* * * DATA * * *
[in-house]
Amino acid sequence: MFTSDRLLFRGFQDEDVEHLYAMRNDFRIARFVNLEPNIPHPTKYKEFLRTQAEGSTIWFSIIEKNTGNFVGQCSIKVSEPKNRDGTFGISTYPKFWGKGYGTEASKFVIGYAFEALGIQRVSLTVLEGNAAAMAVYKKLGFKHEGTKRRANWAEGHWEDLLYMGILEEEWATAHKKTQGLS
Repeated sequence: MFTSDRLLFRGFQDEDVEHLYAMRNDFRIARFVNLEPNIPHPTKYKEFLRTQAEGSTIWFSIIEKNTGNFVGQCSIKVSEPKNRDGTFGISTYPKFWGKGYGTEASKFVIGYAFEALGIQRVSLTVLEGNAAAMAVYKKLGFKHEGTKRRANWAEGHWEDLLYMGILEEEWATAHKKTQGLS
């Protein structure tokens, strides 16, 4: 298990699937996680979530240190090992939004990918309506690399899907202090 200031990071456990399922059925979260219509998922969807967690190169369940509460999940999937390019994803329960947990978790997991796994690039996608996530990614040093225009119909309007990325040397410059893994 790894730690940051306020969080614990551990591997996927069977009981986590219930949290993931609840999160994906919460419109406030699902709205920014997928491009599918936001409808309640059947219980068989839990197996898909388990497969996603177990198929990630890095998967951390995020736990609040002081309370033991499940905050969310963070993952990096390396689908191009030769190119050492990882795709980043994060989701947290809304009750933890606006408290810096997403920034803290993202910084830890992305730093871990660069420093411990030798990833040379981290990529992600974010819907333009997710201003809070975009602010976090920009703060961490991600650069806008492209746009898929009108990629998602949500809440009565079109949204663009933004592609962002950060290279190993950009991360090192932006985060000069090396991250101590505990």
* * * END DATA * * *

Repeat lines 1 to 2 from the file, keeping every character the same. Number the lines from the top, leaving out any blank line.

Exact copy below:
[in-house]
Amino acid sequence: MFTSDRLLFRGFQDEDVEHLYAMRNDFRIARFVNLEPNIPHPTKYKEFLRTQAEGSTIWFSIIEKNTGNFVGQCSIKVSEPKNRDGTFGISTYPKFWGKGYGTEASKFVIGYAFEALGIQRVSLTVLEGNAAAMAVYKKLGFKHEGTKRRANWAEGHWEDLLYMGILEEEWATAHKKTQGLS